Credit

13 New Uses for an Old Credit Card

 

Before you cut up an expired credit card—or toss that silly fake one you got as junk mail—consider all the great things you can do with it!

1. Bookmark. It’ll keep your place and act as a handy straightedge for underlining or highlighting.

Credit card

photo credit: financialhack.com

2. Glass scraper. A credit card is just the right size to scrape ice from your car’s windows and algae from the walls of an aquarium.

3. Neat caulk. Run the rounded corner of a credit card across the caulk bead for that professional look.

4. Unlock doors. Certain types of locked doors can be easily unlocked by slipping the card between the jam and short bolt, and coaxing the door open.

5. Cheese grater. The raised numbers on a credit card really work in a pinch to grate hard cheese like Parmesan or Romano. Don’t laugh. It works.

6. Paint mask. It’s what the pros use to make a neat trim line when painting in an especially tight spot.

7. Shim. Use a credit card or two under the leg of an uneven table, or to fill a small gap when nailing up molding.

8. Battery cover. An old credit card is the perfect material for fashioning a substitute battery cover on the back of your remote control. How clever. Now the batteries won’t fall out every time you pick the thing up. Here’s a fun tutorial.

9. Garden markers. Have you ever noticed that the seed packet doesn’t really work that well to mark the contents of your garden? It fades and gets all icky wet. Use an expired credit card instead. Paint it first with white acrylic paint. Then write on it with a Sharpie. There you go: labels for each starter pot or row.

10. Credit card bracelet. This works equally well with credit cards, debit cards and gift cards, too! HERE is a fun tutorial and HERE is another. Being debt-free never looked so chic.

11. Earbud holders. OK this is just way too cute. Take a look HERE for photos and instructions as well.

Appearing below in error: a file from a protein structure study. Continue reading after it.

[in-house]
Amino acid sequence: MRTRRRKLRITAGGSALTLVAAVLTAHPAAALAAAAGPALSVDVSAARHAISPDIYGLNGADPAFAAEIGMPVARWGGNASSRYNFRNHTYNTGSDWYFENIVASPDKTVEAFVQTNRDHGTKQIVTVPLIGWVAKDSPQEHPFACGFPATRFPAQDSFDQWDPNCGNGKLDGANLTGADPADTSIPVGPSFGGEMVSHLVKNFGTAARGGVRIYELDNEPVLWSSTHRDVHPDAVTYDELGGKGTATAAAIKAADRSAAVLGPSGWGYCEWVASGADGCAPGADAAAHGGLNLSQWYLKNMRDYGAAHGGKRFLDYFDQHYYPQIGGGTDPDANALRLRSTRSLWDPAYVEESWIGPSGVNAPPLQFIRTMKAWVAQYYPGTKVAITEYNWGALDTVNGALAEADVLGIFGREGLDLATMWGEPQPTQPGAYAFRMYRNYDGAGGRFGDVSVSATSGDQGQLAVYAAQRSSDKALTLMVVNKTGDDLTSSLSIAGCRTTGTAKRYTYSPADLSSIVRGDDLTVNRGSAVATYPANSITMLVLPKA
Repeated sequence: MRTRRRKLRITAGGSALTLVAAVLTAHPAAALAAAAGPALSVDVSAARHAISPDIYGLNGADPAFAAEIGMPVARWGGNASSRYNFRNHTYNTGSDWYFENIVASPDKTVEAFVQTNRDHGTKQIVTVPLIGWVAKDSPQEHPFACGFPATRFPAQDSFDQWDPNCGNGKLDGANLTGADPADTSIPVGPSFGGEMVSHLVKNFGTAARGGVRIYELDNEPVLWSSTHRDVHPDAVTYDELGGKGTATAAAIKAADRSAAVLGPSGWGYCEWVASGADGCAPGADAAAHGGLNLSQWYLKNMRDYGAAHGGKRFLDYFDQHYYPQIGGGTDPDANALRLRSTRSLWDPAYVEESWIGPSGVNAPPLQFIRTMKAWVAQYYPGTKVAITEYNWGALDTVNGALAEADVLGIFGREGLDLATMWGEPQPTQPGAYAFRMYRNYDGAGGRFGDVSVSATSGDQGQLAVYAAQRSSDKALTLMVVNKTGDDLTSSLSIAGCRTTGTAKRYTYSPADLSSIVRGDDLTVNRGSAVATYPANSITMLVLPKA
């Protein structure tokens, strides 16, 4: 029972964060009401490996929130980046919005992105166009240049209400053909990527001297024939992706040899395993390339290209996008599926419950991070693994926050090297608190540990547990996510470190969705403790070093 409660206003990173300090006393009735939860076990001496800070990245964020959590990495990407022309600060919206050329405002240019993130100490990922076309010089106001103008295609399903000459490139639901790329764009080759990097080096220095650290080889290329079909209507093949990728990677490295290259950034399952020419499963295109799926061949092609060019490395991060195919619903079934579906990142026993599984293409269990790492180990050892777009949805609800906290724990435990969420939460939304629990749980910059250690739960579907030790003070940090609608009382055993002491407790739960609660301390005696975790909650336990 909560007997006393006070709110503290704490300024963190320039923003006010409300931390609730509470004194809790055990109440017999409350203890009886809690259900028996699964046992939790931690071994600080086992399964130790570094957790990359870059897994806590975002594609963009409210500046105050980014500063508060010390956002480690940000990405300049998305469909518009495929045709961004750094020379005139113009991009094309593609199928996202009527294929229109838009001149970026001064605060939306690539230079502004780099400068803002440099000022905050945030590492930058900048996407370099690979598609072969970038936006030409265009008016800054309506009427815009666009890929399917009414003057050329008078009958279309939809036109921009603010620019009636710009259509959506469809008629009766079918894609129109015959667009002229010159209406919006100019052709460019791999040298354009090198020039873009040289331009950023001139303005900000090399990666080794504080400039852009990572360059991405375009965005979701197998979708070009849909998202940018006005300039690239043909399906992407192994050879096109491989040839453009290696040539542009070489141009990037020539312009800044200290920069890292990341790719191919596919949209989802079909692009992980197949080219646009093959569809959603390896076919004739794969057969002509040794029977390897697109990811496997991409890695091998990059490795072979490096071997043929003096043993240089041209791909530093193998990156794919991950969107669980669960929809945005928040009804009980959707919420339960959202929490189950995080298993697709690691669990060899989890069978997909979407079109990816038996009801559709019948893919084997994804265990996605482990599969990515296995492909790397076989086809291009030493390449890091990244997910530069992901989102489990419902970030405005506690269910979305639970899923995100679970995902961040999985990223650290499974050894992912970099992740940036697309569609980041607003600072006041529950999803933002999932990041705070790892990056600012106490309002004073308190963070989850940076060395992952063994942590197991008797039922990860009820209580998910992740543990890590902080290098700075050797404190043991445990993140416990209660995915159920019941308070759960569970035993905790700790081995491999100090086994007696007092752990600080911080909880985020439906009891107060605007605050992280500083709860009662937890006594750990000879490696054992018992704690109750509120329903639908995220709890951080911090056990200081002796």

12. Guitar picks. The material in a credit card is perfect for guitar playing. You can buy a pick punch or just cut it out with scissors.

13. ID label. Your credit and debit cards have your name on them. Cut out that portion to label your belongings. You’ll need strong glue or double-stick tape.

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  1. Cathy says:

    How about destroying the magnetic tape that holds the info before you reuse the card? I would definitely only reuse a card for an account that had been completely closed, not the ones with old expiry dates. I have heard that you can enter any expiration date and a charge account number will work, at least some of the time. If part of the card would be useful, cut the magnetic stripe and card number off before you reuse it. Then again, there are plenty of plastic cards floating around our lives, whether expired gift cards or card facsimiles that have no account attached to them, to make use of these clever ideas. And when I cut up old cards, I dispose of the pieces in different trash bags, different weeks, so no one can put them together and get the info from them. But, maybe from now on I’ll really make an effort to destroy the magnetic tape, too.

    Reply
  2. Betty Thomas says:

    I agree with dholcomb1 and Bonny. It’s fine to use the junk ones you get in the mail because they don’t have your info on them. But, and it’s a big BUT, expired cards have all your info on them, only the expiration date changes and a identity thief would surely figure that little glitch out. I sure wouldn’t put them in the garden or anywhere else they might end up lost or in the wrong hands!

    Reply
  3. Susan says:

    I use freebie cards that come with an invitation to join an organization as food scrapers. They are great for getting at that sticky food on the edges of a casserole dish. I keep some pretty ones with birds on them next to the sink.

    Reply
  4. Bonny says:

    Why would you use your credit card, when the information on it stays the same ? That’s just putting your information out there to be stolen, NOT a good idea, should be destroyed.

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  5. mary says:

    #1 best use IMO is for scraping frost off a windshield. In fact, just did this last night which is why this article is making me smile.

    Reply
  6. dholcomb1 says:

    In this day and age of Identity theft, I’m surprised you recommend reusing something that should be shredded. The plastic may be “reusable”, but the personally identifying information and the possibility for someone to wreak havoc on your financial well-being should come first. Destroy the card!

    Reply
      • dholcomb1 says:

        it still has a name and account number on it–I worked for a credit card bank and am aware of the fraud potential from not destroying a bank card (debit or credit) or even gift cards. They carry more information on them than people realize. Even an expired account can be hacked or give someone a way to access personal information.

  7. NY Gray-Jay says:

    I keep an expired credit card handy whenever a salesperson won’t take NO for an answer, like at the mall when they offer free tote bags or a cheap flash light, travel mug,ect. This generally works quite well.

    Reply
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